Saturday, January 5, 2019

Book Review: "Sede Vacante: The Life and Legacy of Archbishop Thục"

This book, again published by Apocryphile Press, is authored by Edward Jarvis who also wrote the book on the Brazilian Catholic Apostolic Church (ICAB). While covering generally the same topic of "dissenting Catholics," the books take a decidedly different tone. Both groups are the legacies of bishops from countries with political upheaval who followed their own brand of Catholicism. Yet the Thuc book provides more insight on Thuc himself and, since Thuc had no successor to his office, lacks the focus required by the ICAB on detailing the history of an organization.

Jarvis does an excellent job of providing in-detail background of the Vietnam which raised and nurtured Thuc. His insights into Thuc's family life are useful at helping to understand Thuc's mindset. Jarvis is to be commended on this work because it is apparent that he worked hard to maintain objectivity. He provides a sympathetic picture of Thuc while also detailing his contradictory actions. I am also grateful that he did not delve deeply into the sacramental validity of Thuc's actions and let the reader decide for themselves (while providing theological and historical context to support validity if that is the reader's conclusion).

It is also helpful that Jarvis does not end the story with Thuc, who died in 1984. He continues the story by detailing information about current traditionalists who carry the Thuc lineage. Jarvis' grasp of church history and sacramental theology gives him the ability to weave the story together with clarity. I appreciated Jarvis' sharing part of his own history (such as where he studied) because it gave some insight into his interest in this distinct part of Catholicism. Because of his background, Jarvis is able to ask difficult questions of the Thuc-lineage inheritors, especially related to the consecration of bishops and the suitability of the consecrated.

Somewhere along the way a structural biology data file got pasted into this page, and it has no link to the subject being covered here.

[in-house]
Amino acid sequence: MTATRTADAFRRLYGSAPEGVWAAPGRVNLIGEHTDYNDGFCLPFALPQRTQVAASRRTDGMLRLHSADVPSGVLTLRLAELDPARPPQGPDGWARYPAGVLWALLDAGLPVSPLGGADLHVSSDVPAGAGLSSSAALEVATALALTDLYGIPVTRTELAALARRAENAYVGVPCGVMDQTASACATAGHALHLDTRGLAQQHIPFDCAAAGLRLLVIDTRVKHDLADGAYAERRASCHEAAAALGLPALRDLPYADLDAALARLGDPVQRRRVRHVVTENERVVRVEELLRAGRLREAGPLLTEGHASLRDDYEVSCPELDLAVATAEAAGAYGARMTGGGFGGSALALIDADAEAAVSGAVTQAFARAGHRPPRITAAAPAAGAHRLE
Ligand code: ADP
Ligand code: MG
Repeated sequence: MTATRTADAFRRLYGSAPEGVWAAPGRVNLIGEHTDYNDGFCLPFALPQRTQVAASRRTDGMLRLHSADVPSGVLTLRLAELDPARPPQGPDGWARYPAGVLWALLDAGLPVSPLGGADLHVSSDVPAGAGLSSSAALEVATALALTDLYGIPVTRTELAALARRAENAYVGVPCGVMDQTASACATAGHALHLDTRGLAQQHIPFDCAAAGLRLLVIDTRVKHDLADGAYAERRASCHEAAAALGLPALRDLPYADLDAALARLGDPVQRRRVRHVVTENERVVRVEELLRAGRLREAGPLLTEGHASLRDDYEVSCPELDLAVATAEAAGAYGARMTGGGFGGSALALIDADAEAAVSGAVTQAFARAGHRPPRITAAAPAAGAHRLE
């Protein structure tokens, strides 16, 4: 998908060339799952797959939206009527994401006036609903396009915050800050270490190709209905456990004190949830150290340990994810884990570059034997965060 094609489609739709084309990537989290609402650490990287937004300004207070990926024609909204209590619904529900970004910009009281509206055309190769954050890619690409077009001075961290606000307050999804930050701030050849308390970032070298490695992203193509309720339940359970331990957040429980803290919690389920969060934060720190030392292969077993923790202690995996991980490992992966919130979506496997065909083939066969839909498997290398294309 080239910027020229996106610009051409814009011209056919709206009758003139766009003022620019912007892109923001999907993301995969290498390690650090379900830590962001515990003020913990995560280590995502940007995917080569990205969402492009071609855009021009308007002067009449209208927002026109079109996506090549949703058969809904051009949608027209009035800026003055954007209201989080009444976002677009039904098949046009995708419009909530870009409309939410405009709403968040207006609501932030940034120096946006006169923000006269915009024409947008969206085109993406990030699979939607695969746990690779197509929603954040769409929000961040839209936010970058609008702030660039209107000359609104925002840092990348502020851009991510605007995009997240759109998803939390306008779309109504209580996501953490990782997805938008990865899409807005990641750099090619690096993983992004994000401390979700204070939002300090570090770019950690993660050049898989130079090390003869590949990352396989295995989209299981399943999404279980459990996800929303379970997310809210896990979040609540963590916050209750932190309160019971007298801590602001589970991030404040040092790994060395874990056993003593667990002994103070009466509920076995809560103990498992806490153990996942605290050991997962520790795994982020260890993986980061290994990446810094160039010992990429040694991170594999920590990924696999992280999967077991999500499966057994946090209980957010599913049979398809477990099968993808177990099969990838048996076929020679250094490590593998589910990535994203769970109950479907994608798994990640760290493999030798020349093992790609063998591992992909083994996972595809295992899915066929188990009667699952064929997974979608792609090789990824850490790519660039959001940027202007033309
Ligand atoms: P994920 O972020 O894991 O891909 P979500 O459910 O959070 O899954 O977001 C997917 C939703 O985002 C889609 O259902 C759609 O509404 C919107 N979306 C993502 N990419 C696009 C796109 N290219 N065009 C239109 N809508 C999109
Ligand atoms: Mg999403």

This work will be helpful to anyone interested in the traditionalist movement. I owe Jarvis my appreciation for such through research and the consultation of many different sources. My only suggestion is that there are even more sources that could be incorporated. Thuc's life has been detailed by many contemporaries and several books and articles did not make the bibliography. Despite this, the book does not suffer from lack of clarity or detail. 

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